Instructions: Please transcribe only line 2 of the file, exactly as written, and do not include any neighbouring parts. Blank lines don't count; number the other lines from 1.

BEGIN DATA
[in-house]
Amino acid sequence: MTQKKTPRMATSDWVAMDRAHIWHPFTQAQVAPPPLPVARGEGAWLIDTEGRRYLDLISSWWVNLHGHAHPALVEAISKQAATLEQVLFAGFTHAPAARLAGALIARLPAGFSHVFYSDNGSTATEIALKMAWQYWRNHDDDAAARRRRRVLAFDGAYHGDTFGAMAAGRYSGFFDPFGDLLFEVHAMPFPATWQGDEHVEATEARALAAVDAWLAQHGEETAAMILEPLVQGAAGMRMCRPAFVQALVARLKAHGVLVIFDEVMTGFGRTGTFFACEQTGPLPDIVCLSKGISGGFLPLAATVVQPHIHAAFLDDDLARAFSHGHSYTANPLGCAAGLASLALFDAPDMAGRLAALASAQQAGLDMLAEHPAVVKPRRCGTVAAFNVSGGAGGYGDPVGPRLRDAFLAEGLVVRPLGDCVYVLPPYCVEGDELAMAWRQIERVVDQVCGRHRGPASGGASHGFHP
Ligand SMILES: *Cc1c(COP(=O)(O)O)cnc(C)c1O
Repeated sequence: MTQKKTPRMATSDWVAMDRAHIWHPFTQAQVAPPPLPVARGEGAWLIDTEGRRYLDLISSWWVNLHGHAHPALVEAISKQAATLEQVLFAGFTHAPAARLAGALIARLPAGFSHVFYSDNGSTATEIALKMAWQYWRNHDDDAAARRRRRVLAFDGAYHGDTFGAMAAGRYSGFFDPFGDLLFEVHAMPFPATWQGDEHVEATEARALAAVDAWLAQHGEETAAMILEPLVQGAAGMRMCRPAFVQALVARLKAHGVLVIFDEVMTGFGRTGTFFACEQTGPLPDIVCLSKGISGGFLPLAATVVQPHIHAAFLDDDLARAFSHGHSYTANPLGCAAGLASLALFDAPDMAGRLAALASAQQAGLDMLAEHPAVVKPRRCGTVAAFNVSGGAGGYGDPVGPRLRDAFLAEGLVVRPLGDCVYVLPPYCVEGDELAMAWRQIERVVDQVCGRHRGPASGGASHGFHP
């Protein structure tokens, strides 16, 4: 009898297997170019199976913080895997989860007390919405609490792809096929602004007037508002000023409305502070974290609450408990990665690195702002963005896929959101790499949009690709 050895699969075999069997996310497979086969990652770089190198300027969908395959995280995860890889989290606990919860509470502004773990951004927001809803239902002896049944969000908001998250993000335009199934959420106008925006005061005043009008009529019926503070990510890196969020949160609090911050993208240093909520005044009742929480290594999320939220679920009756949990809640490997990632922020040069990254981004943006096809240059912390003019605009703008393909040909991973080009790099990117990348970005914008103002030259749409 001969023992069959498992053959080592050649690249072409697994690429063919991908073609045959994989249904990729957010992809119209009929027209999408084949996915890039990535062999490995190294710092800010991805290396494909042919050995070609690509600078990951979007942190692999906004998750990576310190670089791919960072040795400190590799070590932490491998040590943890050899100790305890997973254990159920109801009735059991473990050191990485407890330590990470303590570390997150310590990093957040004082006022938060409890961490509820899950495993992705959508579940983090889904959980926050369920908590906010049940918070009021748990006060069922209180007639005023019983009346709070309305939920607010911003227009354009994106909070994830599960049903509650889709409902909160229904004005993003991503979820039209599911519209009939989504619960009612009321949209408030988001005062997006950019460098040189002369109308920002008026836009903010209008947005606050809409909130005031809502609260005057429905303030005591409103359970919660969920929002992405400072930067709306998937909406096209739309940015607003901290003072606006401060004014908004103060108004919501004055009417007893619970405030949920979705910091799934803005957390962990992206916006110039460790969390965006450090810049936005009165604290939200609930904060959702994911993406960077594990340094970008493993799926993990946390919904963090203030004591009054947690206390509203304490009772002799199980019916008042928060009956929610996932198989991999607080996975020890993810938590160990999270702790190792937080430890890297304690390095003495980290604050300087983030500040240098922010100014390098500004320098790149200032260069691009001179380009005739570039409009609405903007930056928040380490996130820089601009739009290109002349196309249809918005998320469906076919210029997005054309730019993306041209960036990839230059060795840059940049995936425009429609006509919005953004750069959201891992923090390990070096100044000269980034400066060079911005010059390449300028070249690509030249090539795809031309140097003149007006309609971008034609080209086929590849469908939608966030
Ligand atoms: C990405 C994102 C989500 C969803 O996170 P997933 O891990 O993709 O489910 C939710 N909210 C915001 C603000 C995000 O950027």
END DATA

Amino acid sequence: MTQKKTPRMATSDWVAMDRAHIWHPFTQAQVAPPPLPVARGEGAWLIDTEGRRYLDLISSWWVNLHGHAHPALVEAISKQAATLEQVLFAGFTHAPAARLAGALIARLPAGFSHVFYSDNGSTATEIALKMAWQYWRNHDDDAAARRRRRVLAFDGAYHGDTFGAMAAGRYSGFFDPFGDLLFEVHAMPFPATWQGDEHVEATEARALAAVDAWLAQHGEETAAMILEPLVQGAAGMRMCRPAFVQALVARLKAHGVLVIFDEVMTGFGRTGTFFACEQTGPLPDIVCLSKGISGGFLPLAATVVQPHIHAAFLDDDLARAFSHGHSYTANPLGCAAGLASLALFDAPDMAGRLAALASAQQAGLDMLAEHPAVVKPRRCGTVAAFNVSGGAGGYGDPVGPRLRDAFLAEGLVVRPLGDCVYVLPPYCVEGDELAMAWRQIERVVDQVCGRHRGPASGGASHGFHP